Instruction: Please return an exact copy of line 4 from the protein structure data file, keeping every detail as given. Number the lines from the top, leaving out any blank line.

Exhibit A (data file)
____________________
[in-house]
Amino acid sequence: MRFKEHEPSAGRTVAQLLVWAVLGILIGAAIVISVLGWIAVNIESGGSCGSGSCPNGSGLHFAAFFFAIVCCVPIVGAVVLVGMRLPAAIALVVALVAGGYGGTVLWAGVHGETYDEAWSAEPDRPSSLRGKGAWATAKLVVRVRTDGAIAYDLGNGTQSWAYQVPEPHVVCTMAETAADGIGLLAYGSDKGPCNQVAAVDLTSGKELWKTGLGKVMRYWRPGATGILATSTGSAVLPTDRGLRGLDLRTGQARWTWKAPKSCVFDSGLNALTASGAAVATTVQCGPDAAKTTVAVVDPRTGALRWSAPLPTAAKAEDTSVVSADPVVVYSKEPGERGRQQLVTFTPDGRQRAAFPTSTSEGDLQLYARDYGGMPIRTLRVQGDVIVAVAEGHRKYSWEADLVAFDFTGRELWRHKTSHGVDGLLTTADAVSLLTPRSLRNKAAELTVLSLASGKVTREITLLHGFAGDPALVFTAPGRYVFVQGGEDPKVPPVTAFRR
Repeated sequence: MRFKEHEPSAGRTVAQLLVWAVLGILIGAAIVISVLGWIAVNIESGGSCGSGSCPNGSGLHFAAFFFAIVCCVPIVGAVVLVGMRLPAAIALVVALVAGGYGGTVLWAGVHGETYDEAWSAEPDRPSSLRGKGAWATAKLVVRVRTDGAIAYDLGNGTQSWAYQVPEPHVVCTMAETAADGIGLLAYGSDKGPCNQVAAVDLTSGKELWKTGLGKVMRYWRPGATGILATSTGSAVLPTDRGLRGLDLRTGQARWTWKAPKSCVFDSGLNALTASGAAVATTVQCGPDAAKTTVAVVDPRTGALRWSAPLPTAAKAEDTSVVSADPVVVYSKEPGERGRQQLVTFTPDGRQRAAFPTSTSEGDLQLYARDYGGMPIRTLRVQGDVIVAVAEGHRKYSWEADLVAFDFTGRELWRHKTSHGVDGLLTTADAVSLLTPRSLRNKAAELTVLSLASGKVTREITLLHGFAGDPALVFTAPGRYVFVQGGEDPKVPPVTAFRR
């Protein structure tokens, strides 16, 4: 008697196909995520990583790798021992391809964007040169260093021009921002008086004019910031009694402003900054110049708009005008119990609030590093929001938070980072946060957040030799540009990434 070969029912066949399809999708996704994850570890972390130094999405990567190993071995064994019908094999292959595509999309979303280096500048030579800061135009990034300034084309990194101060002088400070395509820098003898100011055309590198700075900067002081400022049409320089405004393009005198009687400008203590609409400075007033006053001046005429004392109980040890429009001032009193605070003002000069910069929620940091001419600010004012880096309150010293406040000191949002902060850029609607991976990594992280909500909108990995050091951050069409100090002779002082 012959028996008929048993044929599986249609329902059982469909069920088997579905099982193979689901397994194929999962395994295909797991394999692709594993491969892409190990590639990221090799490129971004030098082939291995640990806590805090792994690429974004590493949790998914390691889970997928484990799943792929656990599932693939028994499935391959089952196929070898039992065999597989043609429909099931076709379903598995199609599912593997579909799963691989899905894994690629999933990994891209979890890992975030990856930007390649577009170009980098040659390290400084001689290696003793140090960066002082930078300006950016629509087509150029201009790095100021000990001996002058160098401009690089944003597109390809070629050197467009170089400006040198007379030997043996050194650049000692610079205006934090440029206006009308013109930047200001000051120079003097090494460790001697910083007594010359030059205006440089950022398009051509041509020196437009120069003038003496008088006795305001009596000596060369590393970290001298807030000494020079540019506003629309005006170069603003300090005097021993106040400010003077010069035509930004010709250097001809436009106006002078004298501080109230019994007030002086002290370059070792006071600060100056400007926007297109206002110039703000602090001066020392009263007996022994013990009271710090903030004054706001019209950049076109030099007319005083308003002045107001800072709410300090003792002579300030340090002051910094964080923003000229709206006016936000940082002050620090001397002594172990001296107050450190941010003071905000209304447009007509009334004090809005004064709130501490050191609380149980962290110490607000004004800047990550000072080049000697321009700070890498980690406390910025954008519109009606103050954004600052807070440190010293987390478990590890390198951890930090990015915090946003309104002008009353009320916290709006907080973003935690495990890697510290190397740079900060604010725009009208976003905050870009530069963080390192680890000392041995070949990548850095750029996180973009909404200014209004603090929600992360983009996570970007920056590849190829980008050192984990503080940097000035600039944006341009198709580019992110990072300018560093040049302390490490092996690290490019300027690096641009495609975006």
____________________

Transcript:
């Protein structure tokens, strides 16, 4: 008697196909995520990583790798021992391809964007040169260093021009921002008086004019910031009694402003900054110049708009005008119990609030590093929001938070980072946060957040030799540009990434 070969029912066949399809999708996704994850570890972390130094999405990567190993071995064994019908094999292959595509999309979303280096500048030579800061135009990034300034084309990194101060002088400070395509820098003898100011055309590198700075900067002081400022049409320089405004393009005198009687400008203590609409400075007033006053001046005429004392109980040890429009001032009193605070003002000069910069929620940091001419600010004012880096309150010293406040000191949002902060850029609607991976990594992280909500909108990995050091951050069409100090002779002082 012959028996008929048993044929599986249609329902059982469909069920088997579905099982193979689901397994194929999962395994295909797991394999692709594993491969892409190990590639990221090799490129971004030098082939291995640990806590805090792994690429974004590493949790998914390691889970997928484990799943792929656990599932693939028994499935391959089952196929070898039992065999597989043609429909099931076709379903598995199609599912593997579909799963691989899905894994690629999933990994891209979890890992975030990856930007390649577009170009980098040659390290400084001689290696003793140090960066002082930078300006950016629509087509150029201009790095100021000990001996002058160098401009690089944003597109390809070629050197467009170089400006040198007379030997043996050194650049000692610079205006934090440029206006009308013109930047200001000051120079003097090494460790001697910083007594010359030059205006440089950022398009051509041509020196437009120069003038003496008088006795305001009596000596060369590393970290001298807030000494020079540019506003629309005006170069603003300090005097021993106040400010003077010069035509930004010709250097001809436009106006002078004298501080109230019994007030002086002290370059070792006071600060100056400007926007297109206002110039703000602090001066020392009263007996022994013990009271710090903030004054706001019209950049076109030099007319005083308003002045107001800072709410300090003792002579300030340090002051910094964080923003000229709206006016936000940082002050620090001397002594172990001296107050450190941010003071905000209304447009007509009334004090809005004064709130501490050191609380149980962290110490607000004004800047990550000072080049000697321009700070890498980690406390910025954008519109009606103050954004600052807070440190010293987390478990590890390198951890930090990015915090946003309104002008009353009320916290709006907080973003935690495990890697510290190397740079900060604010725009009208976003905050870009530069963080390192680890000392041995070949990548850095750029996180973009909404200014209004603090929600992360983009996570970007920056590849190829980008050192984990503080940097000035600039944006341009198709580019992110990072300018560093040049302390490490092996690290490019300027690096641009495609975006």